This embodiment also includes a hold down snap. As shown in FIGS. 32 and 33, hold down snap 98 c includes lower clip 100 c which is adapted to elastically deform as it moves through locking aperture 102 c of base 24. In other words, when cover 58 c is in the fully closed position shown in FIG. 32, lower clip 100 c is provided through locking aperture 102 c and is biased outwardly to engage clip 100 c against the underside of base 24 c. However when cover 58 c is moved away from base 24 c, locking clip 100 c is able to elastically deform inward to allow passage of clip 100 c through aperture 102 c. Hold down snap 98 c accomplishes, among other things, the function of ensuring that both sides of fitment 20 c remain closed and that the fitment 20 c cannot be tampered with by prying the side of cover 58 c opposite tamper indicator 84 c away from base 24 c and thereby tampering with the contents of package 22 c. Since tamper indicator 84 c is provided on a side of fitment 20 c, hold down snap 98 c is provided on the opposite side to ensure that the assembly stays closed and none of the components of the fitment 20 c or the contents of container 22 c can be altered.
A fifth preferred embodiment is shown in FIGS. 36-39. The fifth preferred embodiment incorporates the hold-down snap 98 d of the fourth preferred embodiment, but employs different mechanisms for lifting the lever 28 d forward portion 32 d away from base 24 d. More specifically, it can be seen in FIG. 38 that cover 58 d includes downwardly depending arms 104 d having inwardly directed ridges 106 d. In so doing, ridges 106 d and arms 104 d cooperate to define pin slots 108 d. In the closed position, pin slots 108 d are adapted to receive pins 110 d which laterally extend from forward portion 32 d of lever 28 d. Therefore, when an operator attempts to open fitment 20 d by pulling upwardly on lip 82 d of cover 58 d, ridges 106 d pull against pins 110 d and in turn, pull forward portion 32 d of lever 28 d upwardly. This causes lever 28 d to pivot about transition zone 44 d, specifically arms 42 d within sockets 40 d, and causes rear portion 30 d of lever 28 d to penetrate through the scored area of paperboard package 22 d to create an opening. This transition is shown respectively in FIGS. 36 and 37.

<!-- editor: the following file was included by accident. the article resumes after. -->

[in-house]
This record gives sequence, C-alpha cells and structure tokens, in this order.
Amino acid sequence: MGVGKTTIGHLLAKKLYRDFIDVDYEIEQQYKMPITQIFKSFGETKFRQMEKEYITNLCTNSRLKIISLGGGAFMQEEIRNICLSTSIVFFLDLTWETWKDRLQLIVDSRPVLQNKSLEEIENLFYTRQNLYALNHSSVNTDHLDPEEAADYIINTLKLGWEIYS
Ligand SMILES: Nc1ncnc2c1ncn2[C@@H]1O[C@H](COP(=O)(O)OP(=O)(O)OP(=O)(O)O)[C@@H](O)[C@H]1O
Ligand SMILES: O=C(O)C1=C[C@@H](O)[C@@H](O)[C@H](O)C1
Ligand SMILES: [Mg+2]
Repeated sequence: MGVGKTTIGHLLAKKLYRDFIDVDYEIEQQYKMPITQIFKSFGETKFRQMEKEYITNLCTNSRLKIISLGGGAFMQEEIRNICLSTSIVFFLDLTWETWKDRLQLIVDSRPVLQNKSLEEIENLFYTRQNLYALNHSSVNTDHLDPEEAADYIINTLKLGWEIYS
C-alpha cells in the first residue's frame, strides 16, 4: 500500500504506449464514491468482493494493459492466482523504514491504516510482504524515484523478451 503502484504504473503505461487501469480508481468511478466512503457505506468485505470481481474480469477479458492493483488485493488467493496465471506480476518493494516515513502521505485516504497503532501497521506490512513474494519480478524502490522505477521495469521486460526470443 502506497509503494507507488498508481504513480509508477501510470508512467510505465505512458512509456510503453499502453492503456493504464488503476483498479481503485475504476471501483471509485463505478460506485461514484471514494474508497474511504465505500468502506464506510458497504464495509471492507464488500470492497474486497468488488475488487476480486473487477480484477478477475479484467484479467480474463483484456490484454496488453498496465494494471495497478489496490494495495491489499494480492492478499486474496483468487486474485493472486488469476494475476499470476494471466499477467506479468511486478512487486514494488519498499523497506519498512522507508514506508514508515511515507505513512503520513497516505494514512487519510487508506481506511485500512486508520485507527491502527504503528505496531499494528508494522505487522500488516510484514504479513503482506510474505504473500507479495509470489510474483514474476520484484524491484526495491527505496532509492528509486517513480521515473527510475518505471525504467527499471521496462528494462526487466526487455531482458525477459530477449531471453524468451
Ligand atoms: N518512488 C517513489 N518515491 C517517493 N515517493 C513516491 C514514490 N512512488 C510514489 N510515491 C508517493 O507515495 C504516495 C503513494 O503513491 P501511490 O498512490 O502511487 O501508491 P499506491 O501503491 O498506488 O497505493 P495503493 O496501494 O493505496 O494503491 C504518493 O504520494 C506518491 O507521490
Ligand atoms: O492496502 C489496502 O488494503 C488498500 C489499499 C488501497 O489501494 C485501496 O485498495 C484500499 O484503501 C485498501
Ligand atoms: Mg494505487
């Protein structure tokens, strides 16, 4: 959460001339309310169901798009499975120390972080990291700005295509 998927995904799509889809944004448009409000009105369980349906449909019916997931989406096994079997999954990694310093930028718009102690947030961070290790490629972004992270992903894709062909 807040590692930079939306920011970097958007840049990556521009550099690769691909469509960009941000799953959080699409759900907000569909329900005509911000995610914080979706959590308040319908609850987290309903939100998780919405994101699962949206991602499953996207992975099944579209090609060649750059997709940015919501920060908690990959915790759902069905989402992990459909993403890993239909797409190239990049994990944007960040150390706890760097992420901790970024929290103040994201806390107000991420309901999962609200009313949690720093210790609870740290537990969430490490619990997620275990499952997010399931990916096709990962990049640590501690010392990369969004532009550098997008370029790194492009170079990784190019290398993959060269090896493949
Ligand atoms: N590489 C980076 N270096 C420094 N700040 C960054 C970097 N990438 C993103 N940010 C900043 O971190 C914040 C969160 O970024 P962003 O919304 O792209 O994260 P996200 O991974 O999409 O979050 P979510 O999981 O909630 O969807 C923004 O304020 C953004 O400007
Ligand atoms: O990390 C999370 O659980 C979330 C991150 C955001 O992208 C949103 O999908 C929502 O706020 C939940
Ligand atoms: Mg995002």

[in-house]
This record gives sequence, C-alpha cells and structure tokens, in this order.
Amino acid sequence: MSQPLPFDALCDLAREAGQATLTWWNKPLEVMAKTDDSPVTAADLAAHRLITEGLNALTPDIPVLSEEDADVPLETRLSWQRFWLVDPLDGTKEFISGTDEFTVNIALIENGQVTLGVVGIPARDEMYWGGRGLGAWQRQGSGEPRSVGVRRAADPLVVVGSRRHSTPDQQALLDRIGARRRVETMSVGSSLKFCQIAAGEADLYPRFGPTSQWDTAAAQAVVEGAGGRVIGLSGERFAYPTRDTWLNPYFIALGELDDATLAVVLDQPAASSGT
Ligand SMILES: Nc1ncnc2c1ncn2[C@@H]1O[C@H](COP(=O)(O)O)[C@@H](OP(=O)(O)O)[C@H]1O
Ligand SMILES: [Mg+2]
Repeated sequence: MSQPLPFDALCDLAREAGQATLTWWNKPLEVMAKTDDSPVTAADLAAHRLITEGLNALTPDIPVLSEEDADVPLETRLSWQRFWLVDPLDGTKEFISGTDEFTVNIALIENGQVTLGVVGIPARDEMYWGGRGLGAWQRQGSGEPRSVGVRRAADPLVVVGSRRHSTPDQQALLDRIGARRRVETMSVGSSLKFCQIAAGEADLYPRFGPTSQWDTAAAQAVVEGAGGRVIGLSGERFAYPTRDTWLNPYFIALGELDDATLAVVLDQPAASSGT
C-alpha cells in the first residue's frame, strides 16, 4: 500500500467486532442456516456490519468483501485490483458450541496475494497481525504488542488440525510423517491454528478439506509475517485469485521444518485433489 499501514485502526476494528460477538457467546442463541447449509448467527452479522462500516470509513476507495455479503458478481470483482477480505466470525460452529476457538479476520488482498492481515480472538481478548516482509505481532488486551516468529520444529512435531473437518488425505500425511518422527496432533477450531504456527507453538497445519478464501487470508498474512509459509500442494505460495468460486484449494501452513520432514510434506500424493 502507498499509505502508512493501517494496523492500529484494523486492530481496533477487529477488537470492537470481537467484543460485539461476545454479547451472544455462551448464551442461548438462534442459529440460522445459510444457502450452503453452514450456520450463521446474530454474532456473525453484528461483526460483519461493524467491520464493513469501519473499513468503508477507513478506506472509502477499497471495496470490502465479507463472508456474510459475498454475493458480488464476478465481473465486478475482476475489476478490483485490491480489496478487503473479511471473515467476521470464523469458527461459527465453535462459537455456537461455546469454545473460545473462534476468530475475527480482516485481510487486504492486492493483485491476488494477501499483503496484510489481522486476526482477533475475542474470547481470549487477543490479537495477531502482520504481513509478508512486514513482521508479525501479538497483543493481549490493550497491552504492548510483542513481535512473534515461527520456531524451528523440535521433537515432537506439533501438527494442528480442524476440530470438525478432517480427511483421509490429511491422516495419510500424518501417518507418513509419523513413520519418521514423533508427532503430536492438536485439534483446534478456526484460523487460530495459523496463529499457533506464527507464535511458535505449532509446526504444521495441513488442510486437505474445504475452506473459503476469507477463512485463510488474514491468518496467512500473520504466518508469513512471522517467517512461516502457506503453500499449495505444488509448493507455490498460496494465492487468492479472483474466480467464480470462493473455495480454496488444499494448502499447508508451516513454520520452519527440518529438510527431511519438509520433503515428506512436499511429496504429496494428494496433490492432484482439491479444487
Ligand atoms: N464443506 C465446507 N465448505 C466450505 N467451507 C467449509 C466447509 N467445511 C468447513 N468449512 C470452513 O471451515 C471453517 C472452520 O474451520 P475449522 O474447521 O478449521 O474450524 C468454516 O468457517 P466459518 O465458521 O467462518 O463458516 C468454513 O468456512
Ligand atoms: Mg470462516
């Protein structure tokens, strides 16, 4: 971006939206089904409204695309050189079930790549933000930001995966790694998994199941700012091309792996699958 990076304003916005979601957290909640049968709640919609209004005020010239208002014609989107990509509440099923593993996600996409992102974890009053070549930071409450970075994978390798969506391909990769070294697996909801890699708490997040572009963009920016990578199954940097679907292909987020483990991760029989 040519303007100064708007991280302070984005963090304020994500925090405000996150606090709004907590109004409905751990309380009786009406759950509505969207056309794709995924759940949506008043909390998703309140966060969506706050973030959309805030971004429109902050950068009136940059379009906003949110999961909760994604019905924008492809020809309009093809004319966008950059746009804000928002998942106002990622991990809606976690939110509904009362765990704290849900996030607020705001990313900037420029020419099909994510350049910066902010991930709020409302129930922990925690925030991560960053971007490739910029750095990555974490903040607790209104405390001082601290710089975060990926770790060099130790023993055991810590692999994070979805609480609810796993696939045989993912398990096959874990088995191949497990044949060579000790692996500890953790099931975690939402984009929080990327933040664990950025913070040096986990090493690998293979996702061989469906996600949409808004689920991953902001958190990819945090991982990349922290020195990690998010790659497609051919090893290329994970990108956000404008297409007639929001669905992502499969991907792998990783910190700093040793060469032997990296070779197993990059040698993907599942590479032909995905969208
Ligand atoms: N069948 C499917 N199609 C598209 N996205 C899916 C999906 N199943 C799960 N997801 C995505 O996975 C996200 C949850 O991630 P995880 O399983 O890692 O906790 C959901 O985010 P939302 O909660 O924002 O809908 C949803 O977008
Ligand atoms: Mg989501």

In FIG. 38, it is shown that after a certain degree of arcuate travel, approximately sixty degrees in the preferred embodiment, lever 28 d reaches a locked position wherein underside 48 d of lever 28 d engages canted surface 50 d of base 24 d. The lever 28 d can therefore pivot no further than this position and continued force applied to cover 58 d by the operator will cause cover 58 d to separate from tongue 78 d of lever 28 d. More specifically, it can be seen that cover 58 d includes tamper-evident flap 112 d which in the closed position is attached to tongue 78 d of lever 28 d along a frangible portion. However, upon lever 28 d reaching the locked position, continued force against cover 58 d will cause the frangible portion to break and thereby allow the cover 58 d to continue rotation about pivot 62 d to pass from the position shown in FIG. 38 to the fully open position shown in FIG. 39. FIG. 39 also shows that cover 58 d includes a partial sealing rim 114 d which frictionally interfits with raised wall 34 d of base 24 d.
FIGS. 36 and 37 best show the features of hold down snap 98 d and the cooperating locking aperture 102 d provided on base 24 d. Snap 98 d, and its lower clip 100 d act identically as they do in the fourth preferred embodiment, and therefore can act to hold cover 58 d in a closed position after opening and after the frangible portion is broken. Therefore after the user is finished using package 22 d, cover 58 d can be pivoted against base 24 d for resealing purposes, and hold down snap 98 d will interact with locking aperture 102 d to hold cover 58 d in the closed position.
From the foregoing it can therefore be seen to one of ordinary skill in the art that the present invention provides a two piece fitment for a paperboard package with improved pourability, enhanced anti-finger intrusion protection, positive tamper evidence, and a mechanism for automatically opening the package upon movement of an outer cover. The improved pourability is accomplished by, among other things, providing a pour spout which can be moved into an operative position wherein it is substantially raised above the surface of the base, and includes channel walls on the pour spout to more accurately direct the contents out of the package. The present invention provides a mechanism wherein the force required for opening the package can be directed entirely against the underside of the pour spout and thereby away from the package, to thereby substantially eliminate the possibility of finger intrusion into the container. This finger intrusion protection is even more evident in an alternative embodiment wherein a cover is also pivotally attached to the base and temporarily attached to the pour spout of the lever. Therefore, when the cover is pivoted away from the base, it automatically pulls the pour spout with it, and causes the rearward portion of the lever to pass through, and thereby open, the package. The cover then breaks away from the pour spout leaving the lever in the fully operable position, and the cover fully hinged away from the base.
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|U.S. Classification||222/83, 220/267, 222/461, 229/204, 222/544|
|Dec 21, 2004||FPAY||Fee payment|
Year of fee payment: 4
|Dec 11, 2008||FPAY||Fee payment|
Year of fee payment: 8